Seeing Potential or Learning to Count?

I just saw the weirdest billboard ever at the airport. It said something like, “Five times more people are learning English in China than in England. The world belongs to those who see its potential.”

Has the genius who came up with this billboard stopped to consider the difference in the population size of China and England? I’m sure many more people take showers and brush their teeth in China than in England. And not because the English are dirty.

11 thoughts on “Seeing Potential or Learning to Count?

  1. The same thing happens when people compare Chinese students to American students. Little do they know, phrases like “China has more honors students than the United States has students” only reveals their lack of counting ability. I’d rather know the proportions of honors students to the general population.


  2. Are they really learning English?

    Will they generalise or generalize?

    Will they be honours students or honors students?


  3. Yeah, this is very stupid. Similar to how people like to compare gun crime statistics between the US and small developed countries.


  4. Normalizing statistics to make them comparable has never been a pastime for most people.

    Also, just because the number of people in china that are showering has no relevance to the dirtiness of the English does not automatically mean that the English are not dirty.


  5. Ha ha. Talking of weird advertising, Dasani water has the slogan — ‘Replenish the Source Within’. One, there is no source of water/fluids inside of us. Second, if it’s a source, why would it need replenishing?!


  6. I think it is informative to think in raw numbers sometimes. All these examples are interesting. As in China has more middle class people than the US has people. That definitely is interesting to me. And from the view of conservation, environment, global warming etc it is important. The earth doesn’t care if the statistics are normalized-it’s the numbers that matter.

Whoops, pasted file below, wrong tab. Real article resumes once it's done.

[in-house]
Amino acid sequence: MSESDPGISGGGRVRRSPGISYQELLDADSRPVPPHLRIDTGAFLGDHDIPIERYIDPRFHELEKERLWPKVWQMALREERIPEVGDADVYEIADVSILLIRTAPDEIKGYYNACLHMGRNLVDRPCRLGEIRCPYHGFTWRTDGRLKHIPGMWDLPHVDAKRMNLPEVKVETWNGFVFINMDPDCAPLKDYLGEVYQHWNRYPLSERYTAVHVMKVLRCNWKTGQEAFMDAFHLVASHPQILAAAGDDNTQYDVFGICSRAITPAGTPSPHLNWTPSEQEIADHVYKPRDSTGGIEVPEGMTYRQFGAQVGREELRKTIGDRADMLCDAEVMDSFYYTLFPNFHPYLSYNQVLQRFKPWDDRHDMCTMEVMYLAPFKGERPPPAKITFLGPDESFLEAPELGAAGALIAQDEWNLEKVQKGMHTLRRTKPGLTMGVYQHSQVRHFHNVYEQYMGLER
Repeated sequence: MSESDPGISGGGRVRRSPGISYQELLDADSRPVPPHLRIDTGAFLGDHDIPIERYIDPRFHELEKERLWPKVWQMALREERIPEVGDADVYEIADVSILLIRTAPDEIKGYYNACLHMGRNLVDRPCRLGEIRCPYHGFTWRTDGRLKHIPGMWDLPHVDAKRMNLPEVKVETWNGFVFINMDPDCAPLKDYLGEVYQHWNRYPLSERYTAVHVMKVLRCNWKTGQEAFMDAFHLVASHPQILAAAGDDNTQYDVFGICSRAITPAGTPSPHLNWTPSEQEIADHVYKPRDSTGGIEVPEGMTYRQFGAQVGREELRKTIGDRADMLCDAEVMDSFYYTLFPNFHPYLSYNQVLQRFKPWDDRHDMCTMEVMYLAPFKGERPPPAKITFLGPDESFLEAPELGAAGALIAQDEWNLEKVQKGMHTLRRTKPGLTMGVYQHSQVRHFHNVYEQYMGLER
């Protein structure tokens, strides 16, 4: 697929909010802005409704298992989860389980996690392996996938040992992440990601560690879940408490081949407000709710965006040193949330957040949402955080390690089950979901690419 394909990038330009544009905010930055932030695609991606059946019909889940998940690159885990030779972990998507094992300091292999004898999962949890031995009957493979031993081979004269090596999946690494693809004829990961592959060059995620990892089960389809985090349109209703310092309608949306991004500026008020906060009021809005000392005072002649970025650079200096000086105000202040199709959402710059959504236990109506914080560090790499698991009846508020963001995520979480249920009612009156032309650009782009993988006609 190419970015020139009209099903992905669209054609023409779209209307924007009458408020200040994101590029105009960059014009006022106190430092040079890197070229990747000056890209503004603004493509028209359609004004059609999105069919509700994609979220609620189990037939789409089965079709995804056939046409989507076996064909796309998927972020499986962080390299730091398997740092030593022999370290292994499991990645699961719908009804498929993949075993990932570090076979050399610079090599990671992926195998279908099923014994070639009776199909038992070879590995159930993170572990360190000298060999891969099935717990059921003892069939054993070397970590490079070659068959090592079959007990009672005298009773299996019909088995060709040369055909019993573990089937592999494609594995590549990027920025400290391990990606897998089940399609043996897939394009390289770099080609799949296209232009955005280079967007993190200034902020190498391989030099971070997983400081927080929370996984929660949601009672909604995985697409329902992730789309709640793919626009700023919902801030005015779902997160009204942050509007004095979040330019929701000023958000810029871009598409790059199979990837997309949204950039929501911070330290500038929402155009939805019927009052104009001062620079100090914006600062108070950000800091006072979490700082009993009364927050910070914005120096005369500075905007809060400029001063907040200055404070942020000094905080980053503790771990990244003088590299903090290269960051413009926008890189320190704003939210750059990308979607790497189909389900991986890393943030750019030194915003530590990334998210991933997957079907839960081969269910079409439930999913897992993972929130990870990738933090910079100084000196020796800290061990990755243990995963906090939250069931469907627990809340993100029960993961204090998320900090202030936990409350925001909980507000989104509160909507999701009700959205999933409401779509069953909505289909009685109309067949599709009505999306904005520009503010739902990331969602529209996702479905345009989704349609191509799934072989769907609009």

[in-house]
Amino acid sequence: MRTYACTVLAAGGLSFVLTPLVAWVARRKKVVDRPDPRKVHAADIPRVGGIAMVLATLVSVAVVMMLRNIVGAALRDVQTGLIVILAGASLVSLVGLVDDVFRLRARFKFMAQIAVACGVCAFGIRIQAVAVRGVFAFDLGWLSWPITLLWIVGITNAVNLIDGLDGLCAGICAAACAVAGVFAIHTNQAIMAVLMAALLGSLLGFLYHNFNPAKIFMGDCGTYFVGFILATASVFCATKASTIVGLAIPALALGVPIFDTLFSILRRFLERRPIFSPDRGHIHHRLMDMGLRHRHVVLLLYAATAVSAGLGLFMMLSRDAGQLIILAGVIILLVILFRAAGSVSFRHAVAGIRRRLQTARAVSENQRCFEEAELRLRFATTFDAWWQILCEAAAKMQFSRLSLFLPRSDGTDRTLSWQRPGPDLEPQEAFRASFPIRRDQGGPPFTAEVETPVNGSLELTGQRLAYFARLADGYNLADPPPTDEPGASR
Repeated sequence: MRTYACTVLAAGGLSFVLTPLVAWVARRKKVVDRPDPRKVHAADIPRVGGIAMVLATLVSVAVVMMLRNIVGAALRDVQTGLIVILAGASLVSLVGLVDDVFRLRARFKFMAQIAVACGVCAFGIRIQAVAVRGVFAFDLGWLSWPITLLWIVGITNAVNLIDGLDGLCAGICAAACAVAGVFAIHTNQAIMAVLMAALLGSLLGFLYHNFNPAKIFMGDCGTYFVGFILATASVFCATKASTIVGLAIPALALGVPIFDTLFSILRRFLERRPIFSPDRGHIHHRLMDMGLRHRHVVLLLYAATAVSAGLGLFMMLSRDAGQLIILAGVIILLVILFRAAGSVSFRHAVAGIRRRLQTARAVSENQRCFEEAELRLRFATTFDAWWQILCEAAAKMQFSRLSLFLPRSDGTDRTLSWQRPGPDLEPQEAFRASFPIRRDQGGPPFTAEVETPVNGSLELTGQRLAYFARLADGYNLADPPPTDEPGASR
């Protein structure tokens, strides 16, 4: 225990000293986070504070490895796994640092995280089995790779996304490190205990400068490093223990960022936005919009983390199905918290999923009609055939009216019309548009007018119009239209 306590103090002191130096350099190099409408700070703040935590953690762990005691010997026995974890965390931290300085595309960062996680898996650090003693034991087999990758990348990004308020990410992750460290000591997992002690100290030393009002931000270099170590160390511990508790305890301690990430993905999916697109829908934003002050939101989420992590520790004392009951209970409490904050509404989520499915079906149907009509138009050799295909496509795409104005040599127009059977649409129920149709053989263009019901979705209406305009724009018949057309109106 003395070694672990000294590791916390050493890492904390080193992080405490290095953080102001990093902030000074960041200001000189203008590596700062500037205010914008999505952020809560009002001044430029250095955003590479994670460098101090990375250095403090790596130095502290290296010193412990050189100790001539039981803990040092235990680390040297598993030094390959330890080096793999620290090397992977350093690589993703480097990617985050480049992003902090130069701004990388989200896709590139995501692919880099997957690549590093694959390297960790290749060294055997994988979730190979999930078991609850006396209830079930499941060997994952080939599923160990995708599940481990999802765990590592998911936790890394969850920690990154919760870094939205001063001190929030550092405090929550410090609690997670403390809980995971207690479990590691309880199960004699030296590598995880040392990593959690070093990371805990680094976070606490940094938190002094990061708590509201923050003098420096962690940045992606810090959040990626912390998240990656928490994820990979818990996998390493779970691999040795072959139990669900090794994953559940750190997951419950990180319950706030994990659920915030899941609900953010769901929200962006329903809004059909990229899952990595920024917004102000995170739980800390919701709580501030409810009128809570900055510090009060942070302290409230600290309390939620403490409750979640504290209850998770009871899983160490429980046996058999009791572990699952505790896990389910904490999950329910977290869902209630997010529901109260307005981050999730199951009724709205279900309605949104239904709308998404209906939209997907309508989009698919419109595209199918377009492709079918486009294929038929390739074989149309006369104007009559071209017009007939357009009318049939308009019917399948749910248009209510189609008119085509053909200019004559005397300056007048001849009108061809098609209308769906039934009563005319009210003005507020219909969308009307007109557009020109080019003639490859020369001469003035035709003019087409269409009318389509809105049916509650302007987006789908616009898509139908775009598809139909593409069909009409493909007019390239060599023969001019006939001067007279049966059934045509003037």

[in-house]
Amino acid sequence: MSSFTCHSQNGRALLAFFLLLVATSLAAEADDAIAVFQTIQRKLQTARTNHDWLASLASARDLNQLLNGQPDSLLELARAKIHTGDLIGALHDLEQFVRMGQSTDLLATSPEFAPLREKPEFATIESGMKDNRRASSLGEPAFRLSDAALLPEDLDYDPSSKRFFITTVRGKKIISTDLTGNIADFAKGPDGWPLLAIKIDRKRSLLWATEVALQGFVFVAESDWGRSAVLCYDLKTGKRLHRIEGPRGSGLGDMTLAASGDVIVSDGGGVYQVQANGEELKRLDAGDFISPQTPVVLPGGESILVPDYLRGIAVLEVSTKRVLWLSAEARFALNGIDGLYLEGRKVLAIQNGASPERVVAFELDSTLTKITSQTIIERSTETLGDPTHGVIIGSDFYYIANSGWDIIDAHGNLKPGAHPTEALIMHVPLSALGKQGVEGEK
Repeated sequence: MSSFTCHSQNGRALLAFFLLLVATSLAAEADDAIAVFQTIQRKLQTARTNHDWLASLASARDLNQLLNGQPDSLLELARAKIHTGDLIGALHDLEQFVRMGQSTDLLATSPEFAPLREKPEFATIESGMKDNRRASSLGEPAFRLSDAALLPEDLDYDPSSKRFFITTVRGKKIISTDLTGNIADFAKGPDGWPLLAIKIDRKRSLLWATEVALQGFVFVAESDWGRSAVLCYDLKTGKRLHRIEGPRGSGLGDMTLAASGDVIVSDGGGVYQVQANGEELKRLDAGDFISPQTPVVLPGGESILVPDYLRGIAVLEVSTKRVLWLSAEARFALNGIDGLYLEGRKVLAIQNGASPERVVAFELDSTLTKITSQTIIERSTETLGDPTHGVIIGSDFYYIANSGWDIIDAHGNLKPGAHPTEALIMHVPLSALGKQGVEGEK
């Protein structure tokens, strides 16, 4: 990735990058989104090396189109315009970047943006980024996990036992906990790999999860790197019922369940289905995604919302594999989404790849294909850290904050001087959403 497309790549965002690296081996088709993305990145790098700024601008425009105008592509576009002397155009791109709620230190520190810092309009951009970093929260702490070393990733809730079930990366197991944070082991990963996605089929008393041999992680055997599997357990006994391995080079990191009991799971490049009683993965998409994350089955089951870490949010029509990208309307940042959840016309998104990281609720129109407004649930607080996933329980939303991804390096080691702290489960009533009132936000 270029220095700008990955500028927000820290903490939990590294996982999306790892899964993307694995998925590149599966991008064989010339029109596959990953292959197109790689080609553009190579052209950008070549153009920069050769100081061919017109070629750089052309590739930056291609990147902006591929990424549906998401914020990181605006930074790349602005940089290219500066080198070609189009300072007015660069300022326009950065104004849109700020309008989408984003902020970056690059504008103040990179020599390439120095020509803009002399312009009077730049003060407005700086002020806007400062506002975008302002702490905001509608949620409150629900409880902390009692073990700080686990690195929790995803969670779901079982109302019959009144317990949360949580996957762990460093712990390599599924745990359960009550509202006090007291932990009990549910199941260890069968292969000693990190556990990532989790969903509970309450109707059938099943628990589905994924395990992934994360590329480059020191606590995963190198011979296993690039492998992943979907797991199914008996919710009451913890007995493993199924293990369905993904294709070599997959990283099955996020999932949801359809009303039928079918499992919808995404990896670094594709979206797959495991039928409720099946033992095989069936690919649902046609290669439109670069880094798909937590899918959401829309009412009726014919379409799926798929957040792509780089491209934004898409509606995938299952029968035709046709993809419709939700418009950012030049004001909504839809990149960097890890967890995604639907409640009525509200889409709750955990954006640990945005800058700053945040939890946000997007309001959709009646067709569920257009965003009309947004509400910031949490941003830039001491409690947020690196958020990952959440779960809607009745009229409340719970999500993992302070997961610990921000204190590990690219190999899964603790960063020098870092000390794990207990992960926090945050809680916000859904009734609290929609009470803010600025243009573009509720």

“China has more honors students than the United States has students” this isn’t stupid, it is a profound observation! This fact is a much discussed big deal in the sciences.


    1. I don’t think the info on the number of Chinese honor students has any value. Who’s to say that the Chinese honor system is even remotely comparable to ours? China is a communist country which means it has a long-standing tradition of falsifying statistics. We had all kind of stats in the USSR, showing how we were better in all respects than the US. A lot of good that info did to us.


  7. There’s a considerable number of Chinese students at UVic, and I’ve tutored/proctored in ESL classes with Chinese students before. They’ve told me that the most profound difference between their universities and UVic is that at Chinese universities, the primary method of learning is to absorb everything the professor tells you and spit it back out at them on the exam day. So while they excel at school in China, they tend to flounder in courses in North America, because they’ve never been taught how to think independently and develop their own ideas. That may make it seem like they’ll “conquer the world” in sciences, but any scientist will tell you that it takes a hefty amount of creativity and original thinking to do any remarkable, original research and make new discoveries.
    That makes the whole “more honours students, better education!” argument ring hollow to me.


    1. That might be true of ESL students, but american graduate schools in sciences and engineering are brimming with asian (specifically Chinese and Indian) students who do terrific research during their dissertations.


      1. I’m hoping that by grad school most of them have learned to think independently and assert their own ideas, especially if they did their undergrad work abroad. 🙂 Otherwise all of my boring lectures on the value of independent thinking in science, especially physics, I give to the undergrads would be in vain.


  8. I think there’s a differences between these two categories of students. The ESL students you encounter don’t transform into independent thinkers by virtue of their undergrad work abroad. In fact, these are not even the same students that later go for grad school in the US. ESL students pay their own tuition, which means they’re studying in america not because of their academic talent but because of their parents’ wealth.

    Graduate students are awarded full scholarships for their stay in school and their selection is based on merit, at least in sciences and engineering. The chinese students that come over for their PhDs can hardly speak a lick of english at first, but it doesn’t even matter much because they’re so goddamned good at what they do.


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